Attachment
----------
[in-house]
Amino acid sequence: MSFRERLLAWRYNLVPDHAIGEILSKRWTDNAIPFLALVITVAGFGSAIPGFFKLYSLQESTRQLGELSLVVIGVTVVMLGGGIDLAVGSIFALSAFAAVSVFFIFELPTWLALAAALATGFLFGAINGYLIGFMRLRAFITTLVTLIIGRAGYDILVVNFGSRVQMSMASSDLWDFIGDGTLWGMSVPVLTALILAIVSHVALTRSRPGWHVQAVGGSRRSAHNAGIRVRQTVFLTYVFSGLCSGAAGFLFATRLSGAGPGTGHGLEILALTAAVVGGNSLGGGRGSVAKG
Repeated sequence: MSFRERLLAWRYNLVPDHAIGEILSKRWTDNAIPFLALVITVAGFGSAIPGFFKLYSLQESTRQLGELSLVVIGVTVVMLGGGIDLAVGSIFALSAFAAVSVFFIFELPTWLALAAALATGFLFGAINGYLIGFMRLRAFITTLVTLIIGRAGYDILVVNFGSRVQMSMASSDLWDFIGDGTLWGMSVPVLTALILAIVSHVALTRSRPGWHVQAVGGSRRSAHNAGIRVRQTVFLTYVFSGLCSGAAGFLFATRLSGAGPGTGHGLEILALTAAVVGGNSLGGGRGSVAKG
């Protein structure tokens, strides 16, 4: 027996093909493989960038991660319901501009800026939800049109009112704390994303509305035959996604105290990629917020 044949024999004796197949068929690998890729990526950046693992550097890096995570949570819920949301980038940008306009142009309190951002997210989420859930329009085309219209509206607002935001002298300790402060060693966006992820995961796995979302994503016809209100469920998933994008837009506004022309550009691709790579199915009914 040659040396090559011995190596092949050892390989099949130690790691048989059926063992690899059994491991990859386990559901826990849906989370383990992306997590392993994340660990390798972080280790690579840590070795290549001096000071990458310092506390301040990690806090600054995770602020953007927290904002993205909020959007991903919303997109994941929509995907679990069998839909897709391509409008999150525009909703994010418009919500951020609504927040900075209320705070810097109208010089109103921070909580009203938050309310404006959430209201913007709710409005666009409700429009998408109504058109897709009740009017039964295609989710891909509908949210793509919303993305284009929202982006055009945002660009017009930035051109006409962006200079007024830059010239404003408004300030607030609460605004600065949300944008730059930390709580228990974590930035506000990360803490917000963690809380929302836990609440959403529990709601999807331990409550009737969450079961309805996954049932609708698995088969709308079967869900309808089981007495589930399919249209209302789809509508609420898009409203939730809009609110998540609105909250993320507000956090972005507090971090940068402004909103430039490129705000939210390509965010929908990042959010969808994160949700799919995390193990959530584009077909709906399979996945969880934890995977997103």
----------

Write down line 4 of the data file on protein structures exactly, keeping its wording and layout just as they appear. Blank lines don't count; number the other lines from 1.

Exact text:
């Protein structure tokens, strides 16, 4: 027996093909493989960038991660319901501009800026939800049109009112704390994303509305035959996604105290990629917020 044949024999004796197949068929690998890729990526950046693992550097890096995570949570819920949301980038940008306009142009309190951002997210989420859930329009085309219209509206607002935001002298300790402060060693966006992820995961796995979302994503016809209100469920998933994008837009506004022309550009691709790579199915009914 040659040396090559011995190596092949050892390989099949130690790691048989059926063992690899059994491991990859386990559901826990849906989370383990992306997590392993994340660990390798972080280790690579840590070795290549001096000071990458310092506390301040990690806090600054995770602020953007927290904002993205909020959007991903919303997109994941929509995907679990069998839909897709391509409008999150525009909703994010418009919500951020609504927040900075209320705070810097109208010089109103921070909580009203938050309310404006959430209201913007709710409005666009409700429009998408109504058109897709009740009017039964295609989710891909509908949210793509919303993305284009929202982006055009945002660009017009930035051109006409962006200079007024830059010239404003408004300030607030609460605004600065949300944008730059930390709580228990974590930035506000990360803490917000963690809380929302836990609440959403529990709601999807331990409550009737969450079961309805996954049932609708698995088969709308079967869900309808089981007495589930399919249209209302789809509508609420898009409203939730809009609110998540609105909250993320507000956090972005507090971090940068402004909103430039490129705000939210390509965010929908990042959010969808994160949700799919995390193990959530584009077909709906399979996945969880934890995977997103």